I grew up in a home where everybody ate everything. If you tried something once and genuinely disliked it, that was okay, but to not try something at all just wasn’t an option. On a day to day basis we ate like a lot of the country does, dal-roti-chawal-two sabzis… meals that centred around veggies and carbs, and we probably ate chicken or mutton a couple of times a week, maybe three. That’s still how I still feel best, I’ve realized, when I’m eating home-cooked, largely vegetarian meals and supplementing with some sort of protein a couple of times a week. Any more, and my digestion feels less-than-optimal.
We probably started eating a little more animal protein when we moved to Delhi, because the kababs are amazing and readily available from absolutely everywhere, but also because culturally this is just a heavier-on-the-meat city. I remember conversations in school deriding the “ghasphoos” eaters, the vegetarians who were, it was implied, sentenced to a life of eating tasteless fibre, and who didn’t know what they were missing out on. And yet suddenly, even in that same city, everybody around me is turning vegetarian.
It’s hard to ignore the fact that increasingly our meat supplies are awful, and that unless you have a source for good, organic chicken or whatever your pick of protein is, the stuff can be pretty awful, and almost always guaranteed to be coming from places with extremely suspect feed, and extremely distressing farming practices. I’ve also been eating more and more vegetarian food recently, and while I haven’t given up eating meat entirely, I feel best when I’m eating partly for fuel and partly for pleasure, and as it happens, that is more plant-based.
One of the things I’ve been trying to focus on is on balancing micronutrients as much as macronutrients, i.e. my vitamin and mineral intake. As important as the broad basic four that should be on your plate at every meal – protein, fibre, fat, and greens – micronutrients keep inflammation at bay and help in the function of all your system’s little bits. Just eating the rainbow (and no, Skittles don’t count), i.e. eating fruits and vegetables in a spectrum of colours, will ensure that you’re ingesting a variety of different nutrients. Think, also, about texture. Processed food masks the real textures of ingredients, but when you’re eating lovely not-fucked-with ingredients, it’s a whole other sort of party in your mouth.
This week just past I had two really beautiful, vibrant, and colourful meals at one really lovely little café in Delhi’s Meherchand Market and they were the highest points of the last seven days and and an exemplary example of the sorts of meals I just described. If you live in Delhi and think even a whit about where your food’s coming from or how the chicken you’re eating lived its life, you probably know The Altitude Store. The Altitude Café is their sister concern, a delightful split-level café that’s a few doors down from their store. Like the produce they’ve been selling for years, their menu is very concerned with the provenance of its ingredients. Everything is organic, there are lots of greens and gluten-free options, there's bulletproof coffee and smoothies as well as frangipani tarts and Mason and Co. chocolate, and jars of pesto, sauerkraut, or bottles of chicken and vegetable stock to take home with you. Oh, and the ingredients for everything on the menu can be bought at the store next door, so if you’re inspired by their truffled scrambled eggs, pop next door and take away some lovely free-range eggs to attempt your own at home.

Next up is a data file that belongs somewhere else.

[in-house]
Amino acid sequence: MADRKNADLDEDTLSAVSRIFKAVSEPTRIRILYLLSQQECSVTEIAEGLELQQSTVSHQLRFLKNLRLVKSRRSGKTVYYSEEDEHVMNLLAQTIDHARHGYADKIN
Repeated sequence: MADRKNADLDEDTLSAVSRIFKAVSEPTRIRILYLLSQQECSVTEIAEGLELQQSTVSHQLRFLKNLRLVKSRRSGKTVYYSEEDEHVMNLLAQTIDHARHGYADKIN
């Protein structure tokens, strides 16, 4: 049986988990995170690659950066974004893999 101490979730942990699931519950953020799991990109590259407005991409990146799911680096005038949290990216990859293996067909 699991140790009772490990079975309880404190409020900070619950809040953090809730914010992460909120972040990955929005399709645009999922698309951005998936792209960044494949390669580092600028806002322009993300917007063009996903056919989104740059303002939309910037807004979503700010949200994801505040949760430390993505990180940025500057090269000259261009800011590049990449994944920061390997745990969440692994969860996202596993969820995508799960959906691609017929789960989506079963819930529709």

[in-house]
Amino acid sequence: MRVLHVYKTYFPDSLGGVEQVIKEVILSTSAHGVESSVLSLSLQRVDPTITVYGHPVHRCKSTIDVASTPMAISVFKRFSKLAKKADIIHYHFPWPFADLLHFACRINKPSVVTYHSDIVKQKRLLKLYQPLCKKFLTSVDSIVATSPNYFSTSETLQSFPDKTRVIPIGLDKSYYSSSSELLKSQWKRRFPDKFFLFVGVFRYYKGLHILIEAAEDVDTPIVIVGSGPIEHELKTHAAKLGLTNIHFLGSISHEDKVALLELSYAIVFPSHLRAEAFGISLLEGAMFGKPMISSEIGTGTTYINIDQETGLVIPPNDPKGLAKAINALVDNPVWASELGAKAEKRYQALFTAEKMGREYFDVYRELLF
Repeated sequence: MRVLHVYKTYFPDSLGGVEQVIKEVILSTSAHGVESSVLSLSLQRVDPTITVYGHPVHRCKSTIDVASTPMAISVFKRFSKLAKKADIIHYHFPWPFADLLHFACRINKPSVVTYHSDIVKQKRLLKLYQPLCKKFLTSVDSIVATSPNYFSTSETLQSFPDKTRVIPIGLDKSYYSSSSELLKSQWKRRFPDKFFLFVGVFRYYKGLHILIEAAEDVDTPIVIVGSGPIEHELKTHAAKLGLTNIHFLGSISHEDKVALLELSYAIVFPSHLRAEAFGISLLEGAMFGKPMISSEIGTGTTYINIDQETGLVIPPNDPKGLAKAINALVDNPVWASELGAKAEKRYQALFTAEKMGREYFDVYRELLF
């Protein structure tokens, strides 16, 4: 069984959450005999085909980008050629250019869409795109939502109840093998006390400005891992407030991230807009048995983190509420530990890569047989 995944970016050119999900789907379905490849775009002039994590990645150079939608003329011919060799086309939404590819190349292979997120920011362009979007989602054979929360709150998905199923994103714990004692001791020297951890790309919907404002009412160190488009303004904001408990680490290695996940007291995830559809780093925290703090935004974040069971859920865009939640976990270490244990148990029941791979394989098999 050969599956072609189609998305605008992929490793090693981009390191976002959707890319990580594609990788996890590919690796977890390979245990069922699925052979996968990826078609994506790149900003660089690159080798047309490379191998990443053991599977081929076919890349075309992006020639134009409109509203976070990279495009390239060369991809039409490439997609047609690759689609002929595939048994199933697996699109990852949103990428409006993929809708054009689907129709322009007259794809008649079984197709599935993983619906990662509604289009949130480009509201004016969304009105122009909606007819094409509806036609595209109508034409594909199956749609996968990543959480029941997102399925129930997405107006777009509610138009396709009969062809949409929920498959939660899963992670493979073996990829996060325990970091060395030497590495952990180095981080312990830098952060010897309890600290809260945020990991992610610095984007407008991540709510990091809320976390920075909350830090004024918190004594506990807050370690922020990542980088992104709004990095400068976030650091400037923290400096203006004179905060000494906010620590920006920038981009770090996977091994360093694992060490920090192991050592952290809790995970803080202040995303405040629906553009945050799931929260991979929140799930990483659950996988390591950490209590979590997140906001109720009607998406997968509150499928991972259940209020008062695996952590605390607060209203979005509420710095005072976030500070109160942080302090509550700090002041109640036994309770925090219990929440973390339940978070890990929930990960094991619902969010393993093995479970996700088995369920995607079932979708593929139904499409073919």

A gut health expert was a key part in putting together this menu, I was told, which is actually evident in how balanced most of these plates are. There’s a dedicated breakfast section, as meal as a slightly heartier dinner menu which stars such delights as an ancient grains risotto or a pumpkin ravioli with brown butter (yum), but it’s their bowls I’m obsessed with, one-pot meals that are a taste and textural treat. The Asian macro bowl is freaking delicious. You can have it as is, with tart, fuchsia sauerkraut, a sweet roasted pumpkin with sunflower seeds, lightly done pak choi dusted with sesame seeds, and black rice, or you can add Atlantic salmon for an additional protein hit (as I did). Either way it is wholesome and delicious. Service is lovely as well, and I went two days running because I was Jonesing hard for that nutty red rice, salmon and sweet pumpkin. It had everything; fat, fibre, protein and greens, and so much flavour to boot. I like their green goddess juice, which has cucumber, pineapple, greens and moringa powder, but there’s a whole menu of smoothies, juices, and cool little drinks like a ‘lacto-fermented ginger soda’ (which I will be sampling on my next visit).
The Altitude Café is a real gem and destined to become a regular. Everything radiates with flavour and the freshness and vitality of their ingredients is evident. All culinary trends and food intolerances are catered for, but without any of the preciousness that sometimes results in menus that choose trend over taste.
Find The Altitude Cafe at 116, Meharchand Market, next to the Rod Anker salon.